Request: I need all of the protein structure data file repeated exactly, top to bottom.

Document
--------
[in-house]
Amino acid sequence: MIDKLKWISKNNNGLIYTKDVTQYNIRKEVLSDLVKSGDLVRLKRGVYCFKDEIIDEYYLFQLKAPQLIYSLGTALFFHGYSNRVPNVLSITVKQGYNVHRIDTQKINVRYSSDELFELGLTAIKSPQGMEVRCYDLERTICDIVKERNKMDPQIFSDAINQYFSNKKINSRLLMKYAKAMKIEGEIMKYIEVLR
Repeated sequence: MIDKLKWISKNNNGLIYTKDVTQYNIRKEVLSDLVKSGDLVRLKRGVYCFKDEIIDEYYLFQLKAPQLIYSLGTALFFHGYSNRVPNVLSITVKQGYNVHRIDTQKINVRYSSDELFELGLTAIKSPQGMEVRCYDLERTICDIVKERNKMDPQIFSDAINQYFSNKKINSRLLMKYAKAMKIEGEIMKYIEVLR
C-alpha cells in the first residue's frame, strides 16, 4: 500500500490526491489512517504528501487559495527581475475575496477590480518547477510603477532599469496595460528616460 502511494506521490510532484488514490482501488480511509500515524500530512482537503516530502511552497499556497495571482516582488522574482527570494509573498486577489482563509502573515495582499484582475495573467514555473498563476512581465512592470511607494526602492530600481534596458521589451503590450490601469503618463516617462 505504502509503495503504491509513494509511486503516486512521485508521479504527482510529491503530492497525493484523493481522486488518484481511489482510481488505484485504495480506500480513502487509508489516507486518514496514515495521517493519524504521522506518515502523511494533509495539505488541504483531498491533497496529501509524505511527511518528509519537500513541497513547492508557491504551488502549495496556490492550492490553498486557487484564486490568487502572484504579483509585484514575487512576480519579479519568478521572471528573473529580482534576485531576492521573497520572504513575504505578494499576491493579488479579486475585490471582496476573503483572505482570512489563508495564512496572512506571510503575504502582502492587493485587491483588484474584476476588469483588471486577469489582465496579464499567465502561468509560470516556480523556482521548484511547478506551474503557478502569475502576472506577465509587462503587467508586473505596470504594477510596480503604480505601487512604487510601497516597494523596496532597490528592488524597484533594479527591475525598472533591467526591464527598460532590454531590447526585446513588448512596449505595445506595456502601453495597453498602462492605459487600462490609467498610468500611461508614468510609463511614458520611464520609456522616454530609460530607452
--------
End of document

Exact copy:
[in-house]
Amino acid sequence: MIDKLKWISKNNNGLIYTKDVTQYNIRKEVLSDLVKSGDLVRLKRGVYCFKDEIIDEYYLFQLKAPQLIYSLGTALFFHGYSNRVPNVLSITVKQGYNVHRIDTQKINVRYSSDELFELGLTAIKSPQGMEVRCYDLERTICDIVKERNKMDPQIFSDAINQYFSNKKINSRLLMKYAKAMKIEGEIMKYIEVLR
Repeated sequence: MIDKLKWISKNNNGLIYTKDVTQYNIRKEVLSDLVKSGDLVRLKRGVYCFKDEIIDEYYLFQLKAPQLIYSLGTALFFHGYSNRVPNVLSITVKQGYNVHRIDTQKINVRYSSDELFELGLTAIKSPQGMEVRCYDLERTICDIVKERNKMDPQIFSDAINQYFSNKKINSRLLMKYAKAMKIEGEIMKYIEVLR
C-alpha cells in the first residue's frame, strides 16, 4: 500500500490526491489512517504528501487559495527581475475575496477590480518547477510603477532599469496595460528616460 502511494506521490510532484488514490482501488480511509500515524500530512482537503516530502511552497499556497495571482516582488522574482527570494509573498486577489482563509502573515495582499484582475495573467514555473498563476512581465512592470511607494526602492530600481534596458521589451503590450490601469503618463516617462 505504502509503495503504491509513494509511486503516486512521485508521479504527482510529491503530492497525493484523493481522486488518484481511489482510481488505484485504495480506500480513502487509508489516507486518514496514515495521517493519524504521522506518515502523511494533509495539505488541504483531498491533497496529501509524505511527511518528509519537500513541497513547492508557491504551488502549495496556490492550492490553498486557487484564486490568487502572484504579483509585484514575487512576480519579479519568478521572471528573473529580482534576485531576492521573497520572504513575504505578494499576491493579488479579486475585490471582496476573503483572505482570512489563508495564512496572512506571510503575504502582502492587493485587491483588484474584476476588469483588471486577469489582465496579464499567465502561468509560470516556480523556482521548484511547478506551474503557478502569475502576472506577465509587462503587467508586473505596470504594477510596480503604480505601487512604487510601497516597494523596496532597490528592488524597484533594479527591475525598472533591467526591464527598460532590454531590447526585446513588448512596449505595445506595456502601453495597453498602462492605459487600462490609467498610468500611461508614468510609463511614458520611464520609456522616454530609460530607452